Watch Eddie Van Halen’s Guitar Tech Tom Weber set up a Frankie!
Watch EVH;s tech do a basic setup on a Floyd Rose locking trem system
Eddie Van Halen’s long-time guitar tech Tom Weber has shared a video on YouTube on how to set up a Floyd Rose locking trem system. Of course, he uses a Fender Custom Shop Frankie model to demonstrate.
EVH’s guitar tech Tom Weber in new video
I’m an avid fan of the Floyd Rose locking trem system, so whenever I see any new setup videos or tutorials online, I just have to check them out. This particular setup video is made by none other than Tom Weber who was Eddie Van Halen’s long-time guitar tech (between 2007 and 2020), and so I figured he would be pretty good at it!
Floyd Rose Setup
The FiveStarGuitars video is around 43 minutes long and shows you the basics of how to set up a Floyd Rose locking tremolo system. Overall, I think the video is well-produced, with several camera angles to show what’s going on.
However, there are a few things to note for beginners. The Floyd Rose on the Frankie used is decked on the top of the guitar body, which means it is not floating. I think this type is a lot easier to set up. Another thing not addressed in the video is the D-Tuna. This comes factory fitted on a lot of EVH models and so you aren’t going to learn that part.
Hopefully, we may also see a further video on setting up the intonation on Floyd Rose bridge, as the saddles are locked individually in place and I know many players find it a little awkward to set them up correctly.
The right tools and the right space
What I think is critical when you are setting up any guitar is having a clear space to work on and the correct tools for the job. A decent-quality guitar tuner will make life a lot easier, as will a string winder. Tom uses a 3 mm Bondhus T-Handle hex wrench for most of the video, which makes the job a lot easier.
What I do differently
I found it interesting to see what Tom does differently to me when I set up a Floyd Rose locking trem. I always leave the string ball ends on and use these to secure the string in place at the tuner end. This means no knots to untie or sharp strings to deal with when restringing. Plus, if your string breaks in the Floyd saddle, you can easily unwind a little and re-use the same string. The last part has saved me many times during gigs and rehearsals, as that string is already stretched in so I can get on and finish playing the song within a few minutes.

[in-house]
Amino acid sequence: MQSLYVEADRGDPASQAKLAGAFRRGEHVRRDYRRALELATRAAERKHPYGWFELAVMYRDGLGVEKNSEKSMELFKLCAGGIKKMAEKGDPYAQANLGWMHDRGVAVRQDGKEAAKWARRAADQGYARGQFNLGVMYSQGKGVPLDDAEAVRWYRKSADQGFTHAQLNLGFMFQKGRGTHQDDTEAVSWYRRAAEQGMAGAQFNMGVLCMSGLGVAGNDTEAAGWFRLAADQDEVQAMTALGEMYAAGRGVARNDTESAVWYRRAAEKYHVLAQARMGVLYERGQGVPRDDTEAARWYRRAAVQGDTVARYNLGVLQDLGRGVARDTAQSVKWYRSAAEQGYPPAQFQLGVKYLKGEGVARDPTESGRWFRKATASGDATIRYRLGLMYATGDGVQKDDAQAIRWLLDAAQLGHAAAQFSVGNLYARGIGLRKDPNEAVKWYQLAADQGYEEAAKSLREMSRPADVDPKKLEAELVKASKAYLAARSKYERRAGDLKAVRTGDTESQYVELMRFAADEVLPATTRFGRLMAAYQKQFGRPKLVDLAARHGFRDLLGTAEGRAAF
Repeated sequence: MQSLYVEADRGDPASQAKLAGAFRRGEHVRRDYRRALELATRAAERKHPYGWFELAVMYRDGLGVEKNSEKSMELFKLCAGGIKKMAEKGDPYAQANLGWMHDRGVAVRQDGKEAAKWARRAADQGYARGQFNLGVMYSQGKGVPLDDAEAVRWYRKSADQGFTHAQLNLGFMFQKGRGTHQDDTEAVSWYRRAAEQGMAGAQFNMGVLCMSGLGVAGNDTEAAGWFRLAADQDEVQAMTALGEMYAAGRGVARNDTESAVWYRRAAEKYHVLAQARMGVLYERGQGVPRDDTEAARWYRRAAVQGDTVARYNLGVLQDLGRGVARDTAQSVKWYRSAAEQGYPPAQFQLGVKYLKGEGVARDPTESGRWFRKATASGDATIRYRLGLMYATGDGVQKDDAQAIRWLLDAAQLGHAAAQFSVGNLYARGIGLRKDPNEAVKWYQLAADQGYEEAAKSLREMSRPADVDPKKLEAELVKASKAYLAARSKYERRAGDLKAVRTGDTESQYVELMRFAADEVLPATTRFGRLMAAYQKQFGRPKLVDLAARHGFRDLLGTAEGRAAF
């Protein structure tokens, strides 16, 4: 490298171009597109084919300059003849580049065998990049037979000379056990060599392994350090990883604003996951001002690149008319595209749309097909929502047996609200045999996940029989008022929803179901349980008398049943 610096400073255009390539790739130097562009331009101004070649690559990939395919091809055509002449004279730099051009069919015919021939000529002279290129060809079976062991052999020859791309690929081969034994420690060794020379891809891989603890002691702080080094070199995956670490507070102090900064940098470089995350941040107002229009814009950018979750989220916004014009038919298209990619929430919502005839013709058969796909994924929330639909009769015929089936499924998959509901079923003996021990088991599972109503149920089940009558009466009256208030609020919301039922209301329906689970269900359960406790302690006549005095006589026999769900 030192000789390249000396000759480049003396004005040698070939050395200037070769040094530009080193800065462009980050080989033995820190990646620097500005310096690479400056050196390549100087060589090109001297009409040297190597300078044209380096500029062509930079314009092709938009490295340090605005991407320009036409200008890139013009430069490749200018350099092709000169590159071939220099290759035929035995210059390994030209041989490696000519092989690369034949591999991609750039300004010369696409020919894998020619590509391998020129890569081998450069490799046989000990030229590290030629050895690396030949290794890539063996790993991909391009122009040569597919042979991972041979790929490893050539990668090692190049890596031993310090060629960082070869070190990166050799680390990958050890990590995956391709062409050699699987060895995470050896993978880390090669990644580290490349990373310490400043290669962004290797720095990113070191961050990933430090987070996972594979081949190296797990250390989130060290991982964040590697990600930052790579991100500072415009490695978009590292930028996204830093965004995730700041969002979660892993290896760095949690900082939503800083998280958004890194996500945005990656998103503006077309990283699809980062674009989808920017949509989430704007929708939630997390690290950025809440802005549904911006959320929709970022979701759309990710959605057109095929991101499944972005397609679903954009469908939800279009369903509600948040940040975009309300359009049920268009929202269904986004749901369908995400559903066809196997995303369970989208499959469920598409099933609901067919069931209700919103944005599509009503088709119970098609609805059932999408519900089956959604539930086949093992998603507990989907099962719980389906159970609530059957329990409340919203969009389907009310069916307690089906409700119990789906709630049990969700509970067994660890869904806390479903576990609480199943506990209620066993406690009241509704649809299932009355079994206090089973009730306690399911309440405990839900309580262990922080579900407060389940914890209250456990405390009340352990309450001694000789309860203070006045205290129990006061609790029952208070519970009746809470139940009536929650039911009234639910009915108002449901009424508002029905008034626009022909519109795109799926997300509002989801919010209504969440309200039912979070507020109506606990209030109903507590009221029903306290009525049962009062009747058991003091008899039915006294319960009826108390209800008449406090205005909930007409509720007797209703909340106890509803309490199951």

The video below is well worth a watch, especially if you want to know the basics. Tom does a great job of explaining how and why he does certain things, and in what order to do them.
Build your own Frankie
You have to remember that a young Eddie Van Halen built and customised his original Frankenstein guitar over many years and on a limited budget. If you haven’t got the money for a Custom Shop Frankie or the recently released budget version, then you may be interested to check out how I built one on a budget.
For many guitar players, including myself, Eddie Van Halen is a guitar hero. But never forget he was also an amazing innovator and tinkerer. If it didn’t exist or do what he needed, then he built it! For me, that’s one of his greatest legacies.
EVH’s Guitar Tech Tom Weber Video
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- EVH's Guitar Tech Tom Weber : YouTube/FiveStarGuitars
- I keep the ball ends on the strings when stringing a locking trem: Jef Stone
- Building my own Van Halen Frankenstein Super Strat in a day: A tribute to the spirit of Eddie: Jef Stone